Why others are interested: Goldfield Corp. (GV) was a storm play after Hurricane Harvey. The company helps rebuild power and communication lines and makes it clear on its own web site that it profits from disasters and troubling times; based on where it does business and on its stock chart, it was a screaming buy as the flood waters were cresting.
With Hurricane Irma now bearing down on the Florida coast and the southeast – another area that Goldfield works – some investors are assuming another storm will bring another jump price for GV.
Yes, the stock — which peaked above $5.50 – was helped out by the idea that Irma is coming, but buying it now would be a chase. A long-term investor might be interested, because the company does have good prospects, but it would take a long time to pay off from current levels.
How I played it: I bought 5,000 shares of GV on Aug. 27 at $4.25 and everything I expected to happen with the stock actually came true. I sold half of my position on Aug. 31 at $4.70, and the rest on Sept. 5 at $5.30 for an average price of $5 on my shares, a 17.5 percent profit.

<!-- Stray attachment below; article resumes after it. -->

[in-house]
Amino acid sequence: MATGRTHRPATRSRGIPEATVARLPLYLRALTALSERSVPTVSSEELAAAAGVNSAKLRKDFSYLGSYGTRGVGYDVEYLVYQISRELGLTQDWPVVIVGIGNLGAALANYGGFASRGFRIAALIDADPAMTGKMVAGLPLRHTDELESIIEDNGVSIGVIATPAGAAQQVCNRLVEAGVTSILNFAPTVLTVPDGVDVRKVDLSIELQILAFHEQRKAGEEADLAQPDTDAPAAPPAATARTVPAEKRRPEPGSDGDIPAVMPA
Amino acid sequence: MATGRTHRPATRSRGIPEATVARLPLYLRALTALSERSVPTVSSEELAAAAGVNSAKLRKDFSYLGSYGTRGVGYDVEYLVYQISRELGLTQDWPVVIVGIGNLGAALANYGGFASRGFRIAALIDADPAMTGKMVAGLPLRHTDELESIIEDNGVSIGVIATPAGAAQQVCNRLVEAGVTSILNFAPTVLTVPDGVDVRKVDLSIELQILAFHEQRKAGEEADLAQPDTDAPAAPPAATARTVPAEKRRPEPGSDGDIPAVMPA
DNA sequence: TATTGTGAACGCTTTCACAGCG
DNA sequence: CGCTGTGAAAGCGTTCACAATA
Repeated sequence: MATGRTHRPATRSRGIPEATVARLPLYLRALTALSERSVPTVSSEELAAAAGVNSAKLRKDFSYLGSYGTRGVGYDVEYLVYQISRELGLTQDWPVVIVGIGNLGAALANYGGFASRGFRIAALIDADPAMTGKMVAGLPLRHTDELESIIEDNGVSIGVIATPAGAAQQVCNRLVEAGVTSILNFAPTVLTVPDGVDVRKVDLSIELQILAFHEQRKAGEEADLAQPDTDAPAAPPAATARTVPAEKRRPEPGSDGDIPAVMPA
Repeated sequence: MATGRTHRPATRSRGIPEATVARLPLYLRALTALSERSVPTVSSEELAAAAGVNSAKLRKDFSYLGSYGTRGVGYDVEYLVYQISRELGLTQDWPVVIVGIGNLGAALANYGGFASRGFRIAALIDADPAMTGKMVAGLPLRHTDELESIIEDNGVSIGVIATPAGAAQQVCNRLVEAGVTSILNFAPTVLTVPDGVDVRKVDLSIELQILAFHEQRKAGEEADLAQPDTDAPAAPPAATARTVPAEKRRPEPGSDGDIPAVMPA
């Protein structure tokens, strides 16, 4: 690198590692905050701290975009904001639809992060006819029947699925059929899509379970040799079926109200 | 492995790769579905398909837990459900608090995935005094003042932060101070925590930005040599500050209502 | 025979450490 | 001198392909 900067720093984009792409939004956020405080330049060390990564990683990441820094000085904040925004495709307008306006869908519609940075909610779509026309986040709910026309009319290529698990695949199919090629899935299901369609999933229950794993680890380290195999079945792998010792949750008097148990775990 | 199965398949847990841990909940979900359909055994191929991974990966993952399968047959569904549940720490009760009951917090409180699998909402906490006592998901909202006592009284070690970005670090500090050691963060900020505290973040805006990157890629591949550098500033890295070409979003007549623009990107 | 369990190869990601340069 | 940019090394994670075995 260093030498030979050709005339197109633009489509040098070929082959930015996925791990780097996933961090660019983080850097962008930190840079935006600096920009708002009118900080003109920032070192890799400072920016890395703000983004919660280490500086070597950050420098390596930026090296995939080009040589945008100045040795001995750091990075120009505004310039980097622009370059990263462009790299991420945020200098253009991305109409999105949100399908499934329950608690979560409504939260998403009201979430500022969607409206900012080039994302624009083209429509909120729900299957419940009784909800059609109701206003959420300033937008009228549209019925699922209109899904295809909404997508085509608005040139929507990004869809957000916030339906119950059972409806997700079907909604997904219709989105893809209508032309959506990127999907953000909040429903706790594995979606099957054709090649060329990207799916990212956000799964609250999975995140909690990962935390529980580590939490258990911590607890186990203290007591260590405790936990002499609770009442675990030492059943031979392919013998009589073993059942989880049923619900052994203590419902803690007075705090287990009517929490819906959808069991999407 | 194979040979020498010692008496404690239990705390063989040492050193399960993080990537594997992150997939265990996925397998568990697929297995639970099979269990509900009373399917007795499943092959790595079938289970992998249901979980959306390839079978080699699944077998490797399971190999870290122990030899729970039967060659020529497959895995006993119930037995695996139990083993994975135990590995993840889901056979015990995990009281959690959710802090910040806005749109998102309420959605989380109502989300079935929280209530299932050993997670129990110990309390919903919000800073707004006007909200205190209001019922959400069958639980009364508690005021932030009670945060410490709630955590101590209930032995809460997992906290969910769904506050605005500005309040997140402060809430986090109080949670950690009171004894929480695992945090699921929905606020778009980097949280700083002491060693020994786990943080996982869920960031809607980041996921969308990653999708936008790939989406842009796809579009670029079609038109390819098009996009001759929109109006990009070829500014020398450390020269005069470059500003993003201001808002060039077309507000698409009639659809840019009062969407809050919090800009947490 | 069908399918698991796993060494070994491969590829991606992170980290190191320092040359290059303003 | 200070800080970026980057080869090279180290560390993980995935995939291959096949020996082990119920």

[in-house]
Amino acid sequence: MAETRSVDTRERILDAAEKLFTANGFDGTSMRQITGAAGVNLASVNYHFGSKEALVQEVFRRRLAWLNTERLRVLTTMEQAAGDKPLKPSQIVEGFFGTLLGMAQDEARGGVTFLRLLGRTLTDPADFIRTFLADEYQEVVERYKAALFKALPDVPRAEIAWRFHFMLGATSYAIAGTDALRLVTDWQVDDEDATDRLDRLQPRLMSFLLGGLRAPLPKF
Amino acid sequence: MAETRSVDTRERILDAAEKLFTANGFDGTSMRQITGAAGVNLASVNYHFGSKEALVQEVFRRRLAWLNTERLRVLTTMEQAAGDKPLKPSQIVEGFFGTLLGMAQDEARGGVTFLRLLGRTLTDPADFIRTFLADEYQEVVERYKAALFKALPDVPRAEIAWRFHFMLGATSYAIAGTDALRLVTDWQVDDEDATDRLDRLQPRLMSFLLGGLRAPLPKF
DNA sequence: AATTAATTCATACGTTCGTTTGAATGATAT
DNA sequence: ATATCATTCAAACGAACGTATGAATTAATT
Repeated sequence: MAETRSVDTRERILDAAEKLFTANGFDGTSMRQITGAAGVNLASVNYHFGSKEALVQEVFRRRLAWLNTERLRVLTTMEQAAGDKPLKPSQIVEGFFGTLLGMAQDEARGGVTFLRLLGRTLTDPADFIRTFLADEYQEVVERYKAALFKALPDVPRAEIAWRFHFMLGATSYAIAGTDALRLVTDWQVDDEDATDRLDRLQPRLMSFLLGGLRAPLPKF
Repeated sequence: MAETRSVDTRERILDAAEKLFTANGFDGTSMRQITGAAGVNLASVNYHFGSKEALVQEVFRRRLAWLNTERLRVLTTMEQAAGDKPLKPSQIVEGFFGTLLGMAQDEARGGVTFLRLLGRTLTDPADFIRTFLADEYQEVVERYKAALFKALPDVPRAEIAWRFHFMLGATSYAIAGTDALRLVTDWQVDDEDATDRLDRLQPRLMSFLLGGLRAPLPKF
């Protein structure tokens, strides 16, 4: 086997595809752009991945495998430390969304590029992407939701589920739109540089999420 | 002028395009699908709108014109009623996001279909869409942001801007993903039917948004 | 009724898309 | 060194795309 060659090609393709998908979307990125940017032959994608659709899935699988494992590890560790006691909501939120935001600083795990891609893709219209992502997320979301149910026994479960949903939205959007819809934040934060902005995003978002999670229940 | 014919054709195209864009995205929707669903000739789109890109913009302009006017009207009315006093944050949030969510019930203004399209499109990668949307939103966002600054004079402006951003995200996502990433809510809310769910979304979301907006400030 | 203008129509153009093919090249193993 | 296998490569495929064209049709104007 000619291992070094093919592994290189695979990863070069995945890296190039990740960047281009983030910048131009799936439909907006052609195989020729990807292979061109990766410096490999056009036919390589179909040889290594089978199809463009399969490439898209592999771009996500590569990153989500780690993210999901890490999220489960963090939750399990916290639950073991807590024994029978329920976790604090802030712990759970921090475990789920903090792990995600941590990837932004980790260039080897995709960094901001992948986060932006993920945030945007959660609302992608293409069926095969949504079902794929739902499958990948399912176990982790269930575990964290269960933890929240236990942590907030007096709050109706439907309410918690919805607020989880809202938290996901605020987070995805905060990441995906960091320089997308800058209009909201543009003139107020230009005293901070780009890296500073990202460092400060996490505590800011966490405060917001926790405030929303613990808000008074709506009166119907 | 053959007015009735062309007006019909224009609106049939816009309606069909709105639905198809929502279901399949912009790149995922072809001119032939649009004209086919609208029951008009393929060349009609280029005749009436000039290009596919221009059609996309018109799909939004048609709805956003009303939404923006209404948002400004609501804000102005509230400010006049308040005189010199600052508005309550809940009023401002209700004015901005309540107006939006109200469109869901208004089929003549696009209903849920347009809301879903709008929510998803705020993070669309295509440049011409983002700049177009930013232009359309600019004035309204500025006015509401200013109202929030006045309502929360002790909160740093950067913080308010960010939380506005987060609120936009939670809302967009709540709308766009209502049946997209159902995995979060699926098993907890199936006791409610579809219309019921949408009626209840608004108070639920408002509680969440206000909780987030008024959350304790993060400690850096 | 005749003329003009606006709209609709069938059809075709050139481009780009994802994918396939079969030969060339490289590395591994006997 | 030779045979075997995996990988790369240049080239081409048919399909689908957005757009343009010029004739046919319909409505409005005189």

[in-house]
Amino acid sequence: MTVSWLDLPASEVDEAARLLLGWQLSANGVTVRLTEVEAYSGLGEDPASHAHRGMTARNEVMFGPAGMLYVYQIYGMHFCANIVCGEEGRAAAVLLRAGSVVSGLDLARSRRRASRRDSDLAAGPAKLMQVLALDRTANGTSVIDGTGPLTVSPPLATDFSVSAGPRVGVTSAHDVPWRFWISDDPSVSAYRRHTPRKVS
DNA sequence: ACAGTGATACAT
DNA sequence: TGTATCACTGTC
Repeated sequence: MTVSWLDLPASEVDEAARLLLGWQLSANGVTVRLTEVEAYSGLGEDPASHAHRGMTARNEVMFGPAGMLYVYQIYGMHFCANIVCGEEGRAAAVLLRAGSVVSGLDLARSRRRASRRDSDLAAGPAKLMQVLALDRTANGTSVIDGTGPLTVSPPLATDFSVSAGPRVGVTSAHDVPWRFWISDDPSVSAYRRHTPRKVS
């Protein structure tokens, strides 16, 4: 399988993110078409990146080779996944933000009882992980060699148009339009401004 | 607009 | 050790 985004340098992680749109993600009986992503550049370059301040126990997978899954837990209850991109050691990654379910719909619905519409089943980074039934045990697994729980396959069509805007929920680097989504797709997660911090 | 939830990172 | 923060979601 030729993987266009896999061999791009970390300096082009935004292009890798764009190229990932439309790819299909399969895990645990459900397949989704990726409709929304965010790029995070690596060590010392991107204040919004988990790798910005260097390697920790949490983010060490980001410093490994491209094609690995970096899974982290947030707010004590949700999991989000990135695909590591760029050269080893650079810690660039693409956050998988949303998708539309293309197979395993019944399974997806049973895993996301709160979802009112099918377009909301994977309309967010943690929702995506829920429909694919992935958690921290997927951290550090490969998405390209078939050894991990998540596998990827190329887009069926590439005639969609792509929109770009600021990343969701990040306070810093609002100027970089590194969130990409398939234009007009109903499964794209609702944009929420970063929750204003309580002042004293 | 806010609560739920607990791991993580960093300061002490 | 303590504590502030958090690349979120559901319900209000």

What must change for GV to be a play again: A natural pullback to roughly $4.75 – if it can find some support – would make Goldfield a stock to watch. What I would like to see is a 50 percent retracement from its recent highs back towards recent lows, which might make for a Fibonacci play with room to run back to recent highs and – if the latest hurricane helps – beyond.
But until that happens, leave GV alone. An entry above $5 at this point is just not smart.
Taylor Conway is the lead day trader at PennyPro.com. He is a short-term day trader of stocks and ETFs. He currently has no shares, options or open orders in GV, having traded 5,000 shares in the stock as a swing trade as described in this commentary.